I guess you don't have children or you would understand that they need somewhere to play. It's better that they're out in the sunshine and fresh air than being cooped up in the house on the internet. But, I wonder, where else in the condo can the children play -- is there a playground for them? If not, where else would you propose that they play. Don't you remember when you were a kid? Didn't you like to go outside and play with your friends. If the bylaws are being broken, I agree the board should be taking the proper steps. But, perhaps the best step to take would be to find a place w/i the condo complex that can be turned into a playground. 
Kids love to play pranks, especially on adults who are mean to them; perhaps that's why they delight in ringing your doorbell and running away. Why not try to get to know these kids. Go out and talk to them, make them see you're really a nice person. Then you can nicely ask them to try to be a little more quiet. You get a lot more with sugar than with vinegar.

posted @ Saturday, July 02, 2011 10:26 AM by mary

We had very similar issues and I want to point out to "bruzza" - yes, children do like to run and play and shout and play ball and play tricks. HOWEVER - a condominium is not the place for it. Maybe their "parent(s) should have thought that one through before they moved here AND signed and "agreed to abide by" the R&R. Really, some people just don't do well living in a condominium community. I myself would love to restore old trucks, but a condominium parking lot is not the place for it, so "maybe" I should get a SFH with a garage. It is totally not right for people to be irresponsible BAD NEIGHBORS. The Board "should" do something, but after years serving on our Board, I finally moved away, and turned my unit into a rental.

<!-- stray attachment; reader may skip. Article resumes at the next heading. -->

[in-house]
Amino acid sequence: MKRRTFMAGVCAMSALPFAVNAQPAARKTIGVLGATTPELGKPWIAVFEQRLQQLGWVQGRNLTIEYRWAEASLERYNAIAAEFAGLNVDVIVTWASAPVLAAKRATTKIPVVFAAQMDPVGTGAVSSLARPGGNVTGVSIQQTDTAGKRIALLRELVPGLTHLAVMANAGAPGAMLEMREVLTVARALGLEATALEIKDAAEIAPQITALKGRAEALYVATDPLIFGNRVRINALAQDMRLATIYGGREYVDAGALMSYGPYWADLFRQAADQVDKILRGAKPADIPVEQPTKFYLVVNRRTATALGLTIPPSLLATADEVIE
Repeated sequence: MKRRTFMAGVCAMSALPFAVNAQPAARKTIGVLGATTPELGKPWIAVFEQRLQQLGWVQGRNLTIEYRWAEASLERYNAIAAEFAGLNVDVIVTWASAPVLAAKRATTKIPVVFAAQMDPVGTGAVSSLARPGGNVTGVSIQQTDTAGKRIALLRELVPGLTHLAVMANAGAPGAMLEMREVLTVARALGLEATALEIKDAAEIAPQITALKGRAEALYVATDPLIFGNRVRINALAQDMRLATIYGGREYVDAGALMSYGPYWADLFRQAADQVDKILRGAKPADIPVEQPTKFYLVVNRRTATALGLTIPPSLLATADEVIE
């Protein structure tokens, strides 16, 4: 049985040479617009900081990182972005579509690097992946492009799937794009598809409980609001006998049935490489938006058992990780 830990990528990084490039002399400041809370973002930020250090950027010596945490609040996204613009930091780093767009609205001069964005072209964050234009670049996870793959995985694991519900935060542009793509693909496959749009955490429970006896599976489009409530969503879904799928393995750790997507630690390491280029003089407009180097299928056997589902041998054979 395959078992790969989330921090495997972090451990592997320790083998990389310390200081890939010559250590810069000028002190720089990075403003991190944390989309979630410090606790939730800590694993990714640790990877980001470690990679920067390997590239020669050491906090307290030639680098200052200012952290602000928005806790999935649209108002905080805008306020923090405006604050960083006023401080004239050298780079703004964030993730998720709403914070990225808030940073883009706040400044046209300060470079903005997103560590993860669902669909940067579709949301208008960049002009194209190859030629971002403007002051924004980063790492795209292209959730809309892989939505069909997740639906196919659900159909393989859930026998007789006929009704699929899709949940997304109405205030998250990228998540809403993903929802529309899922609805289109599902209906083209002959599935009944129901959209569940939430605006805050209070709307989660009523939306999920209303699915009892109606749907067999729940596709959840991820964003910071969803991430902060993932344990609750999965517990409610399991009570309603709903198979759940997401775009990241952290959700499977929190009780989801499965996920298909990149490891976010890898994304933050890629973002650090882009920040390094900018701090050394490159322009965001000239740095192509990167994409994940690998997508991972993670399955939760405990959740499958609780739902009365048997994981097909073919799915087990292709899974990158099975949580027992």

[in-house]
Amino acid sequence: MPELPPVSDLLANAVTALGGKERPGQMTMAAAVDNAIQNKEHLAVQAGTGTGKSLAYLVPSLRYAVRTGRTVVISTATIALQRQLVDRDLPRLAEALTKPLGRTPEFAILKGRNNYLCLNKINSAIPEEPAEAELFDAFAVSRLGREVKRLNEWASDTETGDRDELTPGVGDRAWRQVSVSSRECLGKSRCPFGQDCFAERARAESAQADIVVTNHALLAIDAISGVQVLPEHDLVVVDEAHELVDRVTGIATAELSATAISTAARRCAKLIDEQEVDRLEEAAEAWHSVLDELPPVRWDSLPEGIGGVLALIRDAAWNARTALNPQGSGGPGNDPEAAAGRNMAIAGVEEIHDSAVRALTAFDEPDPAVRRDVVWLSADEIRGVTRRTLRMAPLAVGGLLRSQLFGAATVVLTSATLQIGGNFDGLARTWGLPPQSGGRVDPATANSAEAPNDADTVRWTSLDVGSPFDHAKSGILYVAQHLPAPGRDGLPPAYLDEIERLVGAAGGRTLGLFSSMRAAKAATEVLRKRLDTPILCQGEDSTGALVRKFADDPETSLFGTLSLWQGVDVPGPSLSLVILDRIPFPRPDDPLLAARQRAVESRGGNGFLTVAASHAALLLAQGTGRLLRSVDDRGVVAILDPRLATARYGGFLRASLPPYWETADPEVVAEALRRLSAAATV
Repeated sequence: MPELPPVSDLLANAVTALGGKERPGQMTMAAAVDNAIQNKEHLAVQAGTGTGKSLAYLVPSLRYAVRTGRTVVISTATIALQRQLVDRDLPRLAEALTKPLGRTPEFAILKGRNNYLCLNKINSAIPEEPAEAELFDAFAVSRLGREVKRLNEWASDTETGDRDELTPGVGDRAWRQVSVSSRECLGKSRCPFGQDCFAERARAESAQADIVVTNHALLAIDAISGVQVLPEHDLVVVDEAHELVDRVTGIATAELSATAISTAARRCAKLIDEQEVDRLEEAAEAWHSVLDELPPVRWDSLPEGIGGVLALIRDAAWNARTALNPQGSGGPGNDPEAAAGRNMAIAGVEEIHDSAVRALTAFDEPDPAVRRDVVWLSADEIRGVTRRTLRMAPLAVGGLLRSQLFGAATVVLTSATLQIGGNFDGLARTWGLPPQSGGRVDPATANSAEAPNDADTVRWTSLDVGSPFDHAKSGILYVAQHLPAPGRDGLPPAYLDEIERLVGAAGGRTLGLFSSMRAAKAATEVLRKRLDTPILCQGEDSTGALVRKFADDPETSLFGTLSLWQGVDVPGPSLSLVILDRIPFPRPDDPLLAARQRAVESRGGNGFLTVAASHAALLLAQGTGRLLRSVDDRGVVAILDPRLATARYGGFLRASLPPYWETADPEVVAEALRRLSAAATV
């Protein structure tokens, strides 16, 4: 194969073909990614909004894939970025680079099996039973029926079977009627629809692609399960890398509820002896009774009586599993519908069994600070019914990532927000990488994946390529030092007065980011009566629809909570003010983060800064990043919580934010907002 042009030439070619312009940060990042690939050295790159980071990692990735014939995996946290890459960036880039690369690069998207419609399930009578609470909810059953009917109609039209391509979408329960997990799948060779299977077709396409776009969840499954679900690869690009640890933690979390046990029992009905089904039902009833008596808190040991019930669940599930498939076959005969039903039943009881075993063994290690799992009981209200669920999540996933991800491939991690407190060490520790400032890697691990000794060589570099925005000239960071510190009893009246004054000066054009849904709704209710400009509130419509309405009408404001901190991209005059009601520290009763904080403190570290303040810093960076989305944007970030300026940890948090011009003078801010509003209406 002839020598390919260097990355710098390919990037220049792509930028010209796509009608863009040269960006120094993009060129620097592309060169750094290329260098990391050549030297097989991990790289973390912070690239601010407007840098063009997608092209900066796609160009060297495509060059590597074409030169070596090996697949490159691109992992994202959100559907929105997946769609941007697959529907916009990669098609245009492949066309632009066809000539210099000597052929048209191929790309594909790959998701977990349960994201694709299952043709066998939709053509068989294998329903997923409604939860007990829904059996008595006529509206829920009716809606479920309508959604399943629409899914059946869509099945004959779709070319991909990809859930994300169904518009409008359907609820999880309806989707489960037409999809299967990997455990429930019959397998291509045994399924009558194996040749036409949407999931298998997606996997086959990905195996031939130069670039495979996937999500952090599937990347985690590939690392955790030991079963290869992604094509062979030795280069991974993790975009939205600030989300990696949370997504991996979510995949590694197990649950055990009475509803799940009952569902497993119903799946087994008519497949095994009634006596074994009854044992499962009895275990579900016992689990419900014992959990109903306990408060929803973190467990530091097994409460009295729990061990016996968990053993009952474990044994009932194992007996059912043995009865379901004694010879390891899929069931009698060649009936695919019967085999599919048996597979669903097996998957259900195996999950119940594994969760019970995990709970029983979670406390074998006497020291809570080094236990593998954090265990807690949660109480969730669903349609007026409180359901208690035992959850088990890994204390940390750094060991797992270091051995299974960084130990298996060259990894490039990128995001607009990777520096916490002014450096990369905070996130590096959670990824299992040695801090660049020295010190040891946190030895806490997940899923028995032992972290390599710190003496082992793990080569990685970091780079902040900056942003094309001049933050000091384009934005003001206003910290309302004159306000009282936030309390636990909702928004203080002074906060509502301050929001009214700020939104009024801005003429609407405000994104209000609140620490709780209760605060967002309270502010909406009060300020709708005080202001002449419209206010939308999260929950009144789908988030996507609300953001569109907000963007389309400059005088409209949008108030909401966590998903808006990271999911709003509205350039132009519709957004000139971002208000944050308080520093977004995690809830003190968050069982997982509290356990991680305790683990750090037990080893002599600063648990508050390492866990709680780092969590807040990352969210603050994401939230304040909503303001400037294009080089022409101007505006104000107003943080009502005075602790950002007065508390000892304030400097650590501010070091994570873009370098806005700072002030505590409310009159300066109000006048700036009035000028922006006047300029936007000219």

posted @ Saturday, July 02, 2011 10:30 AM by JIMMY DAY

You can send the board a notice  
(demanding to have an informal meet and confer under CCP 1363,840 if you live in California) saying it is their responsibility to enforce bylaws that members have no ability to enforce. 
If you do not live in California, consider asking the board to take pictures when those things are happening and call the police for private and public nuisance complaint.

posted @ Saturday, July 02, 2011 3:28 PM by betp inc.

I agree with Joyce... 
I do disagree with a few of the  
other remarks however. First of all the courtyard was not designed as a childrens play area. The original poster here is not against children and bought into a condo wanting quiet as the CC&R's spells out. It quite obviously did not spell out the courtyard as a play area, or entertainment area.